Kelsey works as a communication and media coordinator, where she combines her knowledge of persuasive campaigns with an understanding of public policy messages, two topics she studied during her graduate coursework. In this spotlight, Kelsey discusses the skills and knowledge she gained during her years at UIUC.
- What is your favorite part about your current position? How did you get to where you are now?
As communication and media coordinator at the University of Illinois Institute of Government and Public Affairs (IGPA), I have the privilege of working with some of the nation’s top scholars in public policy. I enjoy learning about new things every day: from the state’s fiscal policy to Chicago’s residential segregation to the effects of climate change on Illinois, there’s always new evidence to absorb. And, my job lets me be creative in translating and packaging these important new research findings to help policymakers and leaders make informed decisions. I get to work with journalists, legislators, and advocates to help inform democracy; it feeds my passion for public service. I moved into my current position over the past six years. I started out as a communication assistant while earning my graduate degree. After moving to Chicago, I was fortunate enough to continue working at IGPA, and expanded my role as I gained experience and skills. My graduate degree in communication helps me every day. I learned so much about academic research, strategic communication, and public policy as a graduate student. It gives me credibility and confidence. I would say I got to where I am now by being proactive; when I see a problem or challenge to be solved, I never hesitate to suggest ideas and take on responsibility to get it done.
- What did you enjoy most about being a communication major at UIUC?
As a graduate student at U of I, I was given so many opportunities to challenge myself in new and interesting ways. First and foremost, as an instructor of CMN 111-112. I absolutely loved teaching and continue to conduct public speaking and writing workshops for public officials and college students today. The professors I worked with in my program are some of the most renowned scholars in the country, but are down-to-earth and supportive. The department was collegial and fun, and I made lifelong friends. I also appreciated the diversity of content. I took courses in globalization; the history of telecommunication; statistics; law, and so much more. I left with a strong understanding of the many perspectives and new research in the communication field.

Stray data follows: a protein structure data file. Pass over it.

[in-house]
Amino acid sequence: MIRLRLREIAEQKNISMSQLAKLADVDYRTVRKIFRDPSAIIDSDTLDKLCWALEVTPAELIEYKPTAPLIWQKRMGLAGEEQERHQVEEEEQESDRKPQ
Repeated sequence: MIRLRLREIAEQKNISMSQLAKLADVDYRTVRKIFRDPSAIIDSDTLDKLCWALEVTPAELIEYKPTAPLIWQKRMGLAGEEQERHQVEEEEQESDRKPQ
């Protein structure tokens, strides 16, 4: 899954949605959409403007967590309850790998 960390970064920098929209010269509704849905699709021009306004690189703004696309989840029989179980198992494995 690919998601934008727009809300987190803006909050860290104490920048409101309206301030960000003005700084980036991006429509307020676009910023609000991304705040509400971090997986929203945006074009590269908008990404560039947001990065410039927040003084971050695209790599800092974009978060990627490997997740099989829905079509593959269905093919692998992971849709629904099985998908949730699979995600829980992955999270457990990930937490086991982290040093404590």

- What advice would you give to current communication students about the professional realm?
Always take advantage of opportunities to continue learning. No one is going to lead you to more knowledge; it’s on you to continue reading about your field, meeting new people, asking smart questions and volunteering for new experiences. Find those blogs and news sites and Twitter accounts that are shaping the conversation in your field, and stay up-to-date on new developments. If your boss offers you the chance to take a professional development course or attend a conference, give her an enthusiastic YES. Every manager loves a proactive professional who lives up to her word. And, treat everything you write like that big final paper for your favorite professor. Proof read, ask for feedback from a trusted colleague, and proof read again. You may not get a grade at the end, but think of your work as a reflection of everything you accomplished at U of I, and keep building on it every day.